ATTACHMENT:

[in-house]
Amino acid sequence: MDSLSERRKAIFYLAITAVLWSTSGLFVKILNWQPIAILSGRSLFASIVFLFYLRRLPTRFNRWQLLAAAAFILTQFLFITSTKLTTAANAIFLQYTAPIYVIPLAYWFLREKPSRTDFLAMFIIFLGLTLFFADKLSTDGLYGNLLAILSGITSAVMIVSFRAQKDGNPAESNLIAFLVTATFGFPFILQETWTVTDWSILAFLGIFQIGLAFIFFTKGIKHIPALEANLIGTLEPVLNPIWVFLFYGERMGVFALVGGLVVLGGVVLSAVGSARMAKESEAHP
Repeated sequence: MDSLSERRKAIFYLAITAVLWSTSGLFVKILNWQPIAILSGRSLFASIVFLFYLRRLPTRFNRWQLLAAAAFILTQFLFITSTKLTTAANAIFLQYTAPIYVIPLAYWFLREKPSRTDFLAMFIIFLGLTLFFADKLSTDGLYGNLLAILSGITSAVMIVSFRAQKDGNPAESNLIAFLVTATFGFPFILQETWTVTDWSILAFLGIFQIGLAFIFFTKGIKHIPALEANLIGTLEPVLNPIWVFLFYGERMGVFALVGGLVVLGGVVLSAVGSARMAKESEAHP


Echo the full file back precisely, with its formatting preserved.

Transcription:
[in-house]
Amino acid sequence: MDSLSERRKAIFYLAITAVLWSTSGLFVKILNWQPIAILSGRSLFASIVFLFYLRRLPTRFNRWQLLAAAAFILTQFLFITSTKLTTAANAIFLQYTAPIYVIPLAYWFLREKPSRTDFLAMFIIFLGLTLFFADKLSTDGLYGNLLAILSGITSAVMIVSFRAQKDGNPAESNLIAFLVTATFGFPFILQETWTVTDWSILAFLGIFQIGLAFIFFTKGIKHIPALEANLIGTLEPVLNPIWVFLFYGERMGVFALVGGLVVLGGVVLSAVGSARMAKESEAHP
Repeated sequence: MDSLSERRKAIFYLAITAVLWSTSGLFVKILNWQPIAILSGRSLFASIVFLFYLRRLPTRFNRWQLLAAAAFILTQFLFITSTKLTTAANAIFLQYTAPIYVIPLAYWFLREKPSRTDFLAMFIIFLGLTLFFADKLSTDGLYGNLLAILSGITSAVMIVSFRAQKDGNPAESNLIAFLVTATFGFPFILQETWTVTDWSILAFLGIFQIGLAFIFFTKGIKHIPALEANLIGTLEPVLNPIWVFLFYGERMGVFALVGGLVVLGGVVLSAVGSARMAKESEAHP